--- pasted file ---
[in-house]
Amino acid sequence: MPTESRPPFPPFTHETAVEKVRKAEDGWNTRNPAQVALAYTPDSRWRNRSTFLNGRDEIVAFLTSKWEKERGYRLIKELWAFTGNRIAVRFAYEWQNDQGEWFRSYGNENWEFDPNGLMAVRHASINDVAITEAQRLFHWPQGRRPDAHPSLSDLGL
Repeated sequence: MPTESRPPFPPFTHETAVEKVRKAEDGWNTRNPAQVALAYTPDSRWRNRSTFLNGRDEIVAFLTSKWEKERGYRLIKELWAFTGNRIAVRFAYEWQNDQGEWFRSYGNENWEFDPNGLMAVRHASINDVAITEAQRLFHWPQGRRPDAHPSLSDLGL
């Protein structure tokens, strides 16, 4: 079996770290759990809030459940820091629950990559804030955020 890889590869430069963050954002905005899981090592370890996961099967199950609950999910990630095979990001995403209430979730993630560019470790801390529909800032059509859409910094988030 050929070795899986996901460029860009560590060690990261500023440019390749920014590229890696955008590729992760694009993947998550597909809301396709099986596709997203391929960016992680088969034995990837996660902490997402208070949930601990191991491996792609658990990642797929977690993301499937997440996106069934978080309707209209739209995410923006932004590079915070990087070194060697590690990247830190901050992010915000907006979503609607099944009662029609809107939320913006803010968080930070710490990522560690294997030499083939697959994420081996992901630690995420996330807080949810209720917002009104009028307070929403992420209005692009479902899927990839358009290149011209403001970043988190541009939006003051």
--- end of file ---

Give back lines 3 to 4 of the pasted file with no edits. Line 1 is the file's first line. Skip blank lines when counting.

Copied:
Repeated sequence: MPTESRPPFPPFTHETAVEKVRKAEDGWNTRNPAQVALAYTPDSRWRNRSTFLNGRDEIVAFLTSKWEKERGYRLIKELWAFTGNRIAVRFAYEWQNDQGEWFRSYGNENWEFDPNGLMAVRHASINDVAITEAQRLFHWPQGRRPDAHPSLSDLGL
């Protein structure tokens, strides 16, 4: 079996770290759990809030459940820091629950990559804030955020 890889590869430069963050954002905005899981090592370890996961099967199950609950999910990630095979990001995403209430979730993630560019470790801390529909800032059509859409910094988030 050929070795899986996901460029860009560590060690990261500023440019390749920014590229890696955008590729992760694009993947998550597909809301396709099986596709997203391929960016992680088969034995990837996660902490997402208070949930601990191991491996792609658990990642797929977690993301499937997440996106069934978080309707209209739209995410923006932004590079915070990087070194060697590690990247830190901050992010915000907006979503609607099944009662029609809107939320913006803010968080930070710490990522560690294997030499083939697959994420081996992901630690995420996330807080949810209720917002009104009028307070929403992420209005692009479902899927990839358009290149011209403001970043988190541009939006003051």